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As L.A. restaurants reopen, workers brace for ‘whole different ballgame’

Waiter Victor Alejo serves customers indoors at Figaro Bistrot in Los Feliz.
Waiter Victor Alejo serves customers indoors at Figaro Bistrot in Los Feliz on March 15. The restaurant spread out the indoor seating and installed plexiglass at each table.
(Gina Ferazzi / Los Angeles Times)

Maxwell Reis drove to work Monday morning at Gracias Madre in West Hollywood with the unsettling feeling that things were moving too fast.

As restaurants across Los Angeles reopen to indoor diners, his workplace plans to open up 32 indoor seats Wednesday, the first time in roughly a year that people will eat inside there.

“I do think it’s incredibly rushed,” said Reis, the restaurant’s beverage director, referencing the county’s loosened restrictions on restaurants. He believes his restaurant can handle the shift to indoor dining safely, and is relieved to have received his first vaccine dose this month, presumably offering some protection against severe COVID-19. But the second dose is weeks away, “and now I need to be inside with people without their masks on.”

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Restaurants, movie theaters, gyms reopen in L.A. County today

Waitstaff and workers at restaurants across Los Angeles County reopening to indoor diners starting Monday are bracing for uncertainty as they resume shifts inside for the first time since June.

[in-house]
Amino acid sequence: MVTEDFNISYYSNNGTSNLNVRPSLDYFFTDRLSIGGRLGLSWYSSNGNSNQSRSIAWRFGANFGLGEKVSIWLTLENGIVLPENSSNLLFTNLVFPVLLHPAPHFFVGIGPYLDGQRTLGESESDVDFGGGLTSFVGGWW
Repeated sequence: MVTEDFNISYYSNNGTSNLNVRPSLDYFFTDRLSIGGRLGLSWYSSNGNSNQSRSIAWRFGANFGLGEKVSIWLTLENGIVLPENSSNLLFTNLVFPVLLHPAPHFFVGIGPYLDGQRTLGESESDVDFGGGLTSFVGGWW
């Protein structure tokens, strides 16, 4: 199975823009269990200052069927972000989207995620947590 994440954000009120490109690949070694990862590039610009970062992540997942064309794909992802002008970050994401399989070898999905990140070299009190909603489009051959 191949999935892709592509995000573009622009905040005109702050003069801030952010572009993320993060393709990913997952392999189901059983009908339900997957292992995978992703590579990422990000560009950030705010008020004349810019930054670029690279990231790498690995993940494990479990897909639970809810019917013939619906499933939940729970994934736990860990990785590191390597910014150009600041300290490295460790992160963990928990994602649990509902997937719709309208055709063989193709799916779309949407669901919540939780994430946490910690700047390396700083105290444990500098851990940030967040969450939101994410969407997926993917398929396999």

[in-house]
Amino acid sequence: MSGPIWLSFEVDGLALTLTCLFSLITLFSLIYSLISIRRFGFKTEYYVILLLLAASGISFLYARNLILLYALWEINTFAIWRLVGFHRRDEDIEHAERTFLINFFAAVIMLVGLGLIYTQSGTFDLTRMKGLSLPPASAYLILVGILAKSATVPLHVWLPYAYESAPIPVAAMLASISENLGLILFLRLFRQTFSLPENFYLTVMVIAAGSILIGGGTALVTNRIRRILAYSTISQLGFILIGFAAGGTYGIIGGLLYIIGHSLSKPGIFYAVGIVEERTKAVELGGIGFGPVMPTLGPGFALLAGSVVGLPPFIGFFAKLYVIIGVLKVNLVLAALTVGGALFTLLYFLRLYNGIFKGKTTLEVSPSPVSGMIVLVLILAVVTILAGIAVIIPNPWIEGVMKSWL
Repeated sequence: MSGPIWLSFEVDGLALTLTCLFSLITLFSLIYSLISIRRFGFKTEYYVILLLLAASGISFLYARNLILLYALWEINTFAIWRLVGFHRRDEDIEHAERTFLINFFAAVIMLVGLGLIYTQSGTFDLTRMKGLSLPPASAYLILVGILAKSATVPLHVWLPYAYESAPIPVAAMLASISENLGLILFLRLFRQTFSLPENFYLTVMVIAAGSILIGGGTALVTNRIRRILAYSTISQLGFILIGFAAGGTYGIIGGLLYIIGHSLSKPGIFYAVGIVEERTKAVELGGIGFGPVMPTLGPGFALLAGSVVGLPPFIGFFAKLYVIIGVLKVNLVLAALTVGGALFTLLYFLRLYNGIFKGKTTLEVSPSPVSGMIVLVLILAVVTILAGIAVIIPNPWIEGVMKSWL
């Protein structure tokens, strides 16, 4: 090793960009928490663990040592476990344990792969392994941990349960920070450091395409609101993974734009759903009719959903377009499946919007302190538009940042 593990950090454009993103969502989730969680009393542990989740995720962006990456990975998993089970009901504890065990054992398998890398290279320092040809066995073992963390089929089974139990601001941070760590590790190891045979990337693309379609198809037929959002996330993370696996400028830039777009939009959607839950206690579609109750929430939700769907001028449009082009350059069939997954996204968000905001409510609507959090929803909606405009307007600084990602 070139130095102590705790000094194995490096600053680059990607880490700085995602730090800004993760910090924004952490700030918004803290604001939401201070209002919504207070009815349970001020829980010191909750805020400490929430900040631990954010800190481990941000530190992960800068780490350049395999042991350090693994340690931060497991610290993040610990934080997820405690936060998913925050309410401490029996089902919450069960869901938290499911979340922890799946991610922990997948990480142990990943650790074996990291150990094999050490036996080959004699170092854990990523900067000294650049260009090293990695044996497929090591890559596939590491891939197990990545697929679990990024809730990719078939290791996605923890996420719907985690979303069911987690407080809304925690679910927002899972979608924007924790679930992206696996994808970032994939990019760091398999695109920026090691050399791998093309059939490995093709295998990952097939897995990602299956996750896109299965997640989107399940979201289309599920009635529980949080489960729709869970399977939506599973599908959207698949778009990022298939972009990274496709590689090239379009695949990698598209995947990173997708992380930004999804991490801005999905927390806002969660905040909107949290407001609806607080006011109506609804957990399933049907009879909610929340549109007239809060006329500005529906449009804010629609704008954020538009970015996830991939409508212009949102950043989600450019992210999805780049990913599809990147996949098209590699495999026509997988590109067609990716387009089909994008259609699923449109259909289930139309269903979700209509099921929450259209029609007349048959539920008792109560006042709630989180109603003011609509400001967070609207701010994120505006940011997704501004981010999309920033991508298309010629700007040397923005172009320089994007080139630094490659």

Some are anxious about coming close to maskless customers. Some are eager to see their longtime regulars again. Many aren’t sure what to expect just yet, with so much changing, and fast, for both individuals and businesses as vaccinations ramp up and a semblance of normal life returns.

In-restaurant dining at 25% capacity returns in L.A. County alongside the resumption of indoor activities at gyms, movie theaters and other venues. That comes after California met its initial target of administering 2 million COVID-19 vaccinations in the hardest-hit and most disadvantaged areas. Food workers, including restaurant staff, became eligible for vaccinations in L.A. County on March 1.

As restrictions loosen, public health officials are warning about the risks of eating inside at restaurants, where the risk of COVID-19 spread remains significantly higher compared with outdoor activities. L.A. County requires that people dining indoors together live in the same household, while three households are allowed to gather when dining outdoors.

For people such as Reis, the risk isn’t confined to himself. Reis lives with a roommate who helps take care of relatives with health issues. “My roommate was cool with me wearing a face shield and serving outside, but this is a whole different ballgame.”

John Gamboa, a cashier at La Brea Bakery, got his first vaccine dose last Tuesday and is “a little worried” about coming into closer contact with more people. He and colleagues get a temperature check each morning. A sensor at the door checks customers’ temperatures as they walk in. When the virus surged in the late summer and fall, those measures didn’t feel protective enough, he said.

Now, the continued vaccination effort brings him some reassurance. “That’s giving me a sense of security,” said Gamboa, whose job involves face-to-face interaction with customers.

“Maybe before I would have been more anxious about working indoors, when we were seeing like 20,000 cases per day,” said Tommaso Staico, a waiter at Italian restaurant Forma in Santa Monica. “But I have a face shield and a mask, and the vaccine. It’s a start.”

Many workers are awaiting vaccine protection. Those who already have it are greeting customers with greater relief.

“I’ll feel a lot better after Wednesday,” said Nancy Cooper, a waitress for 21 years at Maria’s Italian Kitchen in Pasadena. She is scheduled for her first vaccine dose that day.